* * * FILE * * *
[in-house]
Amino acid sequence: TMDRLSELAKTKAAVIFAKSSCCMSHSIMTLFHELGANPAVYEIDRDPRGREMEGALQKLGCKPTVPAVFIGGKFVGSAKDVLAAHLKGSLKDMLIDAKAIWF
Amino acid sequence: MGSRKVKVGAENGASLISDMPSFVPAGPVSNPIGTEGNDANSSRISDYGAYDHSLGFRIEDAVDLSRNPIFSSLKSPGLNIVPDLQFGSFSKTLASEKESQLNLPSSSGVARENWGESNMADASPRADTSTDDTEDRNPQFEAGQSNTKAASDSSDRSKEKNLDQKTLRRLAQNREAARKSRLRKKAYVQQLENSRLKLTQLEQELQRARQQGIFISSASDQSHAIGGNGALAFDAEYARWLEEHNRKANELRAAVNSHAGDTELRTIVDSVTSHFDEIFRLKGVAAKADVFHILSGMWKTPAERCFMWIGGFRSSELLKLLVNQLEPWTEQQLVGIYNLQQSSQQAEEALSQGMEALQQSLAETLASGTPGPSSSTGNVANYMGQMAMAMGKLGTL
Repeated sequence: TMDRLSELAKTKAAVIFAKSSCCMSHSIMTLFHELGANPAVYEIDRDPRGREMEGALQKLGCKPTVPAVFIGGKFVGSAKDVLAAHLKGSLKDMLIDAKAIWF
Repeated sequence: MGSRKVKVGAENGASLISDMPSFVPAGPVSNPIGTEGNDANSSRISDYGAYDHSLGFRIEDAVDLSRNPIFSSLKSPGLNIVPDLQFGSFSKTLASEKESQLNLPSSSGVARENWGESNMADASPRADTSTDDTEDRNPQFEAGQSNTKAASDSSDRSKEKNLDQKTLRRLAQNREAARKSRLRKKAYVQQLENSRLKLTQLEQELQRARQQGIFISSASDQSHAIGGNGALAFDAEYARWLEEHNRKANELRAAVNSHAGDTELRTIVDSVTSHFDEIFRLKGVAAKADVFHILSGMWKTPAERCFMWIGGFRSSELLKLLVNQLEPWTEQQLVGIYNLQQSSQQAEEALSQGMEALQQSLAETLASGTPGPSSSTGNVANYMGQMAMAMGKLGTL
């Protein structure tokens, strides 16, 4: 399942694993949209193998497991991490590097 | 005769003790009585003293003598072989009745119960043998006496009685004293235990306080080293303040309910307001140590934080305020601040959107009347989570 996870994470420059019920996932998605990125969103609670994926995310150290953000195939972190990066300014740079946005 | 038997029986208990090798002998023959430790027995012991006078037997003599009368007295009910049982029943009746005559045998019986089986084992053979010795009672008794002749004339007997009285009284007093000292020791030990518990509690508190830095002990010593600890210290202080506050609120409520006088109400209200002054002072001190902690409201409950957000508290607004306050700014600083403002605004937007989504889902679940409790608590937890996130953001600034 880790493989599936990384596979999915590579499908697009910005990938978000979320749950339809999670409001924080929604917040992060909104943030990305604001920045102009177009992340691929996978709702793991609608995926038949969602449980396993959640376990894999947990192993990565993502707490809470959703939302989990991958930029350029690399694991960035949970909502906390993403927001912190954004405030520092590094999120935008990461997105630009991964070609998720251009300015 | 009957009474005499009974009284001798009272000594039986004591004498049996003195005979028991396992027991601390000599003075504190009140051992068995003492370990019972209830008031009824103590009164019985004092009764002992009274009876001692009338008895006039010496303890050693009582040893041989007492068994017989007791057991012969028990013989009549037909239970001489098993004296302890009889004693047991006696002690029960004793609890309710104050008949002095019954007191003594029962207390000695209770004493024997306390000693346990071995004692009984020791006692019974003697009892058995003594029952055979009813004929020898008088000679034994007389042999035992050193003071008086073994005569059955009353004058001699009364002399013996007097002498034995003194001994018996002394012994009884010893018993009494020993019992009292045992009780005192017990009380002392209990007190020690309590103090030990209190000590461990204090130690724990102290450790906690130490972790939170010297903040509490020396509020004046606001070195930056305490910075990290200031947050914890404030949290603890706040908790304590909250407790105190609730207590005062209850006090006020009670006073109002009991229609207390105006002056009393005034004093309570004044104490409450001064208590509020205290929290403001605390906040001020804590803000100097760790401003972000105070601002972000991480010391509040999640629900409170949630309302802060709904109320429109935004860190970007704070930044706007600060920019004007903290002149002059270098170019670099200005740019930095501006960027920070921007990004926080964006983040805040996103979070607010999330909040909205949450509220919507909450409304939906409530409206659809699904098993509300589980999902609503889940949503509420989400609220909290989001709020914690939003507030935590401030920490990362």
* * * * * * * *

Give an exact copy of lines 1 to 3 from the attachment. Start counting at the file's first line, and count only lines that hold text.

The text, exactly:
[in-house]
Amino acid sequence: TMDRLSELAKTKAAVIFAKSSCCMSHSIMTLFHELGANPAVYEIDRDPRGREMEGALQKLGCKPTVPAVFIGGKFVGSAKDVLAAHLKGSLKDMLIDAKAIWF
Amino acid sequence: MGSRKVKVGAENGASLISDMPSFVPAGPVSNPIGTEGNDANSSRISDYGAYDHSLGFRIEDAVDLSRNPIFSSLKSPGLNIVPDLQFGSFSKTLASEKESQLNLPSSSGVARENWGESNMADASPRADTSTDDTEDRNPQFEAGQSNTKAASDSSDRSKEKNLDQKTLRRLAQNREAARKSRLRKKAYVQQLENSRLKLTQLEQELQRARQQGIFISSASDQSHAIGGNGALAFDAEYARWLEEHNRKANELRAAVNSHAGDTELRTIVDSVTSHFDEIFRLKGVAAKADVFHILSGMWKTPAERCFMWIGGFRSSELLKLLVNQLEPWTEQQLVGIYNLQQSSQQAEEALSQGMEALQQSLAETLASGTPGPSSSTGNVANYMGQMAMAMGKLGTL